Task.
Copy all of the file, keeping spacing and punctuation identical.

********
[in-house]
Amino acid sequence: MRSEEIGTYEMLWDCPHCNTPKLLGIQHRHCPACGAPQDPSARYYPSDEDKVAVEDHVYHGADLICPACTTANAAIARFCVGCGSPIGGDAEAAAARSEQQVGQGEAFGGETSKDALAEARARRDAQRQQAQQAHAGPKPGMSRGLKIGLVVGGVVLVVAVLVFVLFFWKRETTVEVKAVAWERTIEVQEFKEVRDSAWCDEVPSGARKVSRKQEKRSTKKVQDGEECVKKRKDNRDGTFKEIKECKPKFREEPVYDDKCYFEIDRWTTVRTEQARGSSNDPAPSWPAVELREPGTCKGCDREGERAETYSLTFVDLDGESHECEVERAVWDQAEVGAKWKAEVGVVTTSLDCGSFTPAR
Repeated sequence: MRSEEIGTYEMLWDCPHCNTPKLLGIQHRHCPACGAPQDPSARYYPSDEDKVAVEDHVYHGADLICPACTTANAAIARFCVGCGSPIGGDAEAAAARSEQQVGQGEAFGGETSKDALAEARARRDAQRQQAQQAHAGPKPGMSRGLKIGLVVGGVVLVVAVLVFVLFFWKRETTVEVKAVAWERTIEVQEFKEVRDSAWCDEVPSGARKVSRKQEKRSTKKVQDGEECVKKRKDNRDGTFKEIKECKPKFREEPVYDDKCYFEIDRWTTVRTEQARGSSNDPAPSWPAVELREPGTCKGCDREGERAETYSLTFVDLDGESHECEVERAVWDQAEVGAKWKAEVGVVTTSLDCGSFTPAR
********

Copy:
[in-house]
Amino acid sequence: MRSEEIGTYEMLWDCPHCNTPKLLGIQHRHCPACGAPQDPSARYYPSDEDKVAVEDHVYHGADLICPACTTANAAIARFCVGCGSPIGGDAEAAAARSEQQVGQGEAFGGETSKDALAEARARRDAQRQQAQQAHAGPKPGMSRGLKIGLVVGGVVLVVAVLVFVLFFWKRETTVEVKAVAWERTIEVQEFKEVRDSAWCDEVPSGARKVSRKQEKRSTKKVQDGEECVKKRKDNRDGTFKEIKECKPKFREEPVYDDKCYFEIDRWTTVRTEQARGSSNDPAPSWPAVELREPGTCKGCDREGERAETYSLTFVDLDGESHECEVERAVWDQAEVGAKWKAEVGVVTTSLDCGSFTPAR
Repeated sequence: MRSEEIGTYEMLWDCPHCNTPKLLGIQHRHCPACGAPQDPSARYYPSDEDKVAVEDHVYHGADLICPACTTANAAIARFCVGCGSPIGGDAEAAAARSEQQVGQGEAFGGETSKDALAEARARRDAQRQQAQQAHAGPKPGMSRGLKIGLVVGGVVLVVAVLVFVLFFWKRETTVEVKAVAWERTIEVQEFKEVRDSAWCDEVPSGARKVSRKQEKRSTKKVQDGEECVKKRKDNRDGTFKEIKECKPKFREEPVYDDKCYFEIDRWTTVRTEQARGSSNDPAPSWPAVELREPGTCKGCDREGERAETYSLTFVDLDGESHECEVERAVWDQAEVGAKWKAEVGVVTTSLDCGSFTPAR